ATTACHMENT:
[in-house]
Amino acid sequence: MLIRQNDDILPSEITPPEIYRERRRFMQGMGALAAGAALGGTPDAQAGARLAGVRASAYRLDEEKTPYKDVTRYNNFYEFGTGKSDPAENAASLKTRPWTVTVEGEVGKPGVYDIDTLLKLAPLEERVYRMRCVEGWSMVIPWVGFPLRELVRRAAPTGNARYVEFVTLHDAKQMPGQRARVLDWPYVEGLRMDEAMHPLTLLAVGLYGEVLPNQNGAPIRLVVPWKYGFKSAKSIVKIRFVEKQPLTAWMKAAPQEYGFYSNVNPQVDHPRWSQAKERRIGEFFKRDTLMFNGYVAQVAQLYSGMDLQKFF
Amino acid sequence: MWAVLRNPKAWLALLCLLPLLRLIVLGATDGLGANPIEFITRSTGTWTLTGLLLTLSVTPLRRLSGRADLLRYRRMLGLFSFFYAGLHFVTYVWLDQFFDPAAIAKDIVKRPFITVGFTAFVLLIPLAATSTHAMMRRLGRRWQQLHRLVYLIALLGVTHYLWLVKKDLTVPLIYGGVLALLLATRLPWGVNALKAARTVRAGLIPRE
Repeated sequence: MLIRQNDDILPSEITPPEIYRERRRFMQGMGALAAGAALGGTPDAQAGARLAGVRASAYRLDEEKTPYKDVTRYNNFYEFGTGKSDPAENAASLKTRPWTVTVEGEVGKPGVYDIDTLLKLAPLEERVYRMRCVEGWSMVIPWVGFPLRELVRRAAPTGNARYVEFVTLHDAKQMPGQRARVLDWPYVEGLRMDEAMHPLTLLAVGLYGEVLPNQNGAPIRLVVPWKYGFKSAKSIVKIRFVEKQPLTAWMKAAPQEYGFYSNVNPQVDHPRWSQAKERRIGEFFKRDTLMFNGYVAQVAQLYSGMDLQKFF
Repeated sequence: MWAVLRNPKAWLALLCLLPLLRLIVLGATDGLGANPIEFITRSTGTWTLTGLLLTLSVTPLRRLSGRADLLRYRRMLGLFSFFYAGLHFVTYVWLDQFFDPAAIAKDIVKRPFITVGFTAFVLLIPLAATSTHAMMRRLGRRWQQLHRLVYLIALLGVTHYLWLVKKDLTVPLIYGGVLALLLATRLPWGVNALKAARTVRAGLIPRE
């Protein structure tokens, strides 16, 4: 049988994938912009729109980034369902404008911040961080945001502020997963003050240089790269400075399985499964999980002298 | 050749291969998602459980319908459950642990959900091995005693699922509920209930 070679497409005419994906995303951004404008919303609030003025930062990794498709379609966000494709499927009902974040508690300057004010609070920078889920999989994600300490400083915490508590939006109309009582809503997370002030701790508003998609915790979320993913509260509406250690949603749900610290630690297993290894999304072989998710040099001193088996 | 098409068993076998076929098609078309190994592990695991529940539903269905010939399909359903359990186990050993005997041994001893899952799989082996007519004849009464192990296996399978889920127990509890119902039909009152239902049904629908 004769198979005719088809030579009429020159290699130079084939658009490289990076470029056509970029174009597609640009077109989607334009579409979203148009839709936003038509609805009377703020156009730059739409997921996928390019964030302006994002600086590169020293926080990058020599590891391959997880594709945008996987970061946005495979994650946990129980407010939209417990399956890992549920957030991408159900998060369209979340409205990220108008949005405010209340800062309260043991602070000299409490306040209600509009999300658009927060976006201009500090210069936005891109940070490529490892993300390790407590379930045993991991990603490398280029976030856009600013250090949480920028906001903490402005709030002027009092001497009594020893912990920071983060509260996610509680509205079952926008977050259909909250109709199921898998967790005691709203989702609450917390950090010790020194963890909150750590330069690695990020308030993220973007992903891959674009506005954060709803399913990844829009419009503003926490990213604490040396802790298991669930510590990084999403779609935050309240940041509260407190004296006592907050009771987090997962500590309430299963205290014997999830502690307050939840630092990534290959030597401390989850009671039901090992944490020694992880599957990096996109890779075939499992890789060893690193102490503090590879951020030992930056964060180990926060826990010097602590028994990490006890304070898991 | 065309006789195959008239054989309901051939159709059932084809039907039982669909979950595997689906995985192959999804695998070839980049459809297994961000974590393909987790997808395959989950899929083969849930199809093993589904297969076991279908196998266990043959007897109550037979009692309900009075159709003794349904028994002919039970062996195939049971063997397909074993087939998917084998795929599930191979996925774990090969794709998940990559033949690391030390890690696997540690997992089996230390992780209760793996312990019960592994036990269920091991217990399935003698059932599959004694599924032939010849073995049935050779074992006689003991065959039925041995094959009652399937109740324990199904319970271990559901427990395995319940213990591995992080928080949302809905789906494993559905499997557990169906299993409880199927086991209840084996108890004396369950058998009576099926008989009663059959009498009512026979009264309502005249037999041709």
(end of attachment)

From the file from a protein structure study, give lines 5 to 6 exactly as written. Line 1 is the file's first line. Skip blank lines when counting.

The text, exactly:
Repeated sequence: MWAVLRNPKAWLALLCLLPLLRLIVLGATDGLGANPIEFITRSTGTWTLTGLLLTLSVTPLRRLSGRADLLRYRRMLGLFSFFYAGLHFVTYVWLDQFFDPAAIAKDIVKRPFITVGFTAFVLLIPLAATSTHAMMRRLGRRWQQLHRLVYLIALLGVTHYLWLVKKDLTVPLIYGGVLALLLATRLPWGVNALKAARTVRAGLIPRE
């Protein structure tokens, strides 16, 4: 049988994938912009729109980034369902404008911040961080945001502020997963003050240089790269400075399985499964999980002298 | 050749291969998602459980319908459950642990959900091995005693699922509920209930 070679497409005419994906995303951004404008919303609030003025930062990794498709379609966000494709499927009902974040508690300057004010609070920078889920999989994600300490400083915490508590939006109309009582809503997370002030701790508003998609915790979320993913509260509406250690949603749900610290630690297993290894999304072989998710040099001193088996 | 098409068993076998076929098609078309190994592990695991529940539903269905010939399909359903359990186990050993005997041994001893899952799989082996007519004849009464192990296996399978889920127990509890119902039909009152239902049904629908 004769198979005719088809030579009429020159290699130079084939658009490289990076470029056509970029174009597609640009077109989607334009579409979203148009839709936003038509609805009377703020156009730059739409997921996928390019964030302006994002600086590169020293926080990058020599590891391959997880594709945008996987970061946005495979994650946990129980407010939209417990399956890992549920957030991408159900998060369209979340409205990220108008949005405010209340800062309260043991602070000299409490306040209600509009999300658009927060976006201009500090210069936005891109940070490529490892993300390790407590379930045993991991990603490398280029976030856009600013250090949480920028906001903490402005709030002027009092001497009594020893912990920071983060509260996610509680509205079952926008977050259909909250109709199921898998967790005691709203989702609450917390950090010790020194963890909150750590330069690695990020308030993220973007992903891959674009506005954060709803399913990844829009419009503003926490990213604490040396802790298991669930510590990084999403779609935050309240940041509260407190004296006592907050009771987090997962500590309430299963205290014997999830502690307050939840630092990534290959030597401390989850009671039901090992944490020694992880599957990096996109890779075939499992890789060893690193102490503090590879951020030992930056964060180990926060826990010097602590028994990490006890304070898991 | 065309006789195959008239054989309901051939159709059932084809039907039982669909979950595997689906995985192959999804695998070839980049459809297994961000974590393909987790997808395959989950899929083969849930199809093993589904297969076991279908196998266990043959007897109550037979009692309900009075159709003794349904028994002919039970062996195939049971063997397909074993087939998917084998795929599930191979996925774990090969794709998940990559033949690391030390890690696997540690997992089996230390992780209760793996312990019960592994036990269920091991217990399935003698059932599959004694599924032939010849073995049935050779074992006689003991065959039925041995094959009652399937109740324990199904319970271990559901427990395995319940213990591995992080928080949302809905789906494993559905499997557990169906299993409880199927086991209840084996108890004396369950058998009576099926008989009663059959009498009512026979009264309502005249037999041709």